Alternatives to a Christmas Tree

I won't have a tree this year, my husband doesn't believe. This is tough on me and hard for me to explain to my 5 year old granddaughter. Does anyone have any ideas for something that would look like a tree? Happy holidays.

Donita

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December 8, 20080 found this helpful

How about one of those little miniature pine-looking trees? You could decorate it or not, depending on how much of an issue you wanted to make of it. Or, shape the form of a tree (triangle?) out of lights, if hubby will let you. Or just tell grandchildren that you don't have room for a tree, or that you are not able to put one up, just can't do it by yourself, or whatever, and Grand-dad is a grump. (that was a joke, by the way) .Or decorate one out in the front yard if he will let you. I personally don't put up a tree anymore due to the fact that I have always lived in a small place, and a Christmas tree taking up more room than I was willing to give up space for is not on my list of priorities anymore, now that all the children have left home. I will decorate just about anything on the outside though. I have plenty of room out there, and can go crazy with lights, (which I do). I have also decorated the trees in the yard, (magnolia) , with lights and huge ball ornaments. The sky's the limit outside as far as decorating is concerned. (get it, the sky's the limit?) ok, I'll quit now.......Hope this helps; happy holidays!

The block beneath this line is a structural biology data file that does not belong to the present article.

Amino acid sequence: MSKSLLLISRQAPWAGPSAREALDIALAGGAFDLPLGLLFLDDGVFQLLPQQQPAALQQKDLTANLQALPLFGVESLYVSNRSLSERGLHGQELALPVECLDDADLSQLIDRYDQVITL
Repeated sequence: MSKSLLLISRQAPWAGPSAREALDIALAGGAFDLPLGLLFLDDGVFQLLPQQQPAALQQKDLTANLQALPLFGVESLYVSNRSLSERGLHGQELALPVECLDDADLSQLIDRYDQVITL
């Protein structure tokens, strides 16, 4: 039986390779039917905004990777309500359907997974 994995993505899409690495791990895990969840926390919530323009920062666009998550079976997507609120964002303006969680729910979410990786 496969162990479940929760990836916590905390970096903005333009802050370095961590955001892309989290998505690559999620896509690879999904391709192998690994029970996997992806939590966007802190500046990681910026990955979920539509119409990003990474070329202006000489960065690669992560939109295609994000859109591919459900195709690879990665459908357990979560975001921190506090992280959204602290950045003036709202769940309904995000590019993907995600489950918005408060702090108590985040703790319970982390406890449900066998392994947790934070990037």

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December 9, 20080 found this helpful

We don't have a tree & haven't for years. Too much hassle & cost since we're retired. Instead I have picked up small holiday themed things at the dollar stores or on after holiday clearances. They are things the grandkids can touch, hold & play with so they enjoy it much more than a tree. We leave ours out until the day after Christmas when I pack away whatever has survived the season. With this approach things could be set back in come type of container & pulled out when the grandkids came to your house. Just a thought from one grandma to another.